The position of men within Goddess Spirituality is only recently beginning to be publicly discussed, but this question is emerging as a debate of great interest. So much work has been done on women's newfound (or rediscovered) sacrality, with the power it bestows, that this can now be taken for granted in most Goddess contexts, while the nature and role of men is an intriguing and relatively unexplored area. Initial assumptions may define men as subordinate, and some groupings do exist where both genders prefer this model, much as certain Neolithic goddess cults held a God to be a secondary Son/ Consort figure. But it is more typical for Goddess groups to be either women only, or equally women and men, and in both single or mixed sex groups alike, for members to be seeking a creative way for both genders to use authority. The Pagan communities, labelled Neopagan by many academics, are the most prolific and influential type of this creative Goddess effort.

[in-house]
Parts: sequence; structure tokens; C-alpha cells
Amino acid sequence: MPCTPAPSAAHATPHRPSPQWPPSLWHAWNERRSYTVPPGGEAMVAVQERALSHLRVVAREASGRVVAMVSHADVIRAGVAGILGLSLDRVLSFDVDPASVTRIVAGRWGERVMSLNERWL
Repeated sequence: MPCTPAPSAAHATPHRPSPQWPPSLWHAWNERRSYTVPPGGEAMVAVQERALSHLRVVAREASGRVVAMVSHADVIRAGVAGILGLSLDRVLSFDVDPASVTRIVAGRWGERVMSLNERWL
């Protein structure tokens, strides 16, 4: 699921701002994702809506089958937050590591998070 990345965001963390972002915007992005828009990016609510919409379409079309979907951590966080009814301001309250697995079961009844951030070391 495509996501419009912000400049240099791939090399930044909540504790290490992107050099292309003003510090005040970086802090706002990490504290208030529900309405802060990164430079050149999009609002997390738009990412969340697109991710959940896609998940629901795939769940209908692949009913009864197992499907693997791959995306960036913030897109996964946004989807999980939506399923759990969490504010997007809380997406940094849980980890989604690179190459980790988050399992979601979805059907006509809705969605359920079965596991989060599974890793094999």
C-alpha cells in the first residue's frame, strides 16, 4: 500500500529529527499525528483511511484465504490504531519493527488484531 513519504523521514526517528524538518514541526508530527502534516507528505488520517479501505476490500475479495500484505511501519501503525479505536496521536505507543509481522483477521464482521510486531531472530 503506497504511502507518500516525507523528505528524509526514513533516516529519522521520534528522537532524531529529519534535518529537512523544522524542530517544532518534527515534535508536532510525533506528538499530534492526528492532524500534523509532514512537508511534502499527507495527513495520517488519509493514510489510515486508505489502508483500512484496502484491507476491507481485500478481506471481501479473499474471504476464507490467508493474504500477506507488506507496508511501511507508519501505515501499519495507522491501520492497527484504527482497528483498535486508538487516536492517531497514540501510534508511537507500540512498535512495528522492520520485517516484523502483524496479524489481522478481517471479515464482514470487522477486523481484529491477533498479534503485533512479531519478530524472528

Non-religious Goddessing

A variant of Goddess Spirituality is a non-religious use of its power. Transcendental Psychology, Jung and others include powerful Goddess metaphors that enables many to touch base without committing as devotees. Some thealogians also speak a non-realist goddessing, where Goddess is the spirit of women's heartfelt movement for freedom. Carol Christ named this "womenspirit" in 1979 (though Christ is a devotee now she was closer to non-realism then). However it is important not to overlook that the vast majority of Goddess devotees worldwide are not feminist, and even in Western societies there are many non-feminist types of goddessing. The work of Jung has been criticised as narrowly based on Western sexual stereotypes, and therapy can inspire and strengthen but can also placate and adapt to the status quo.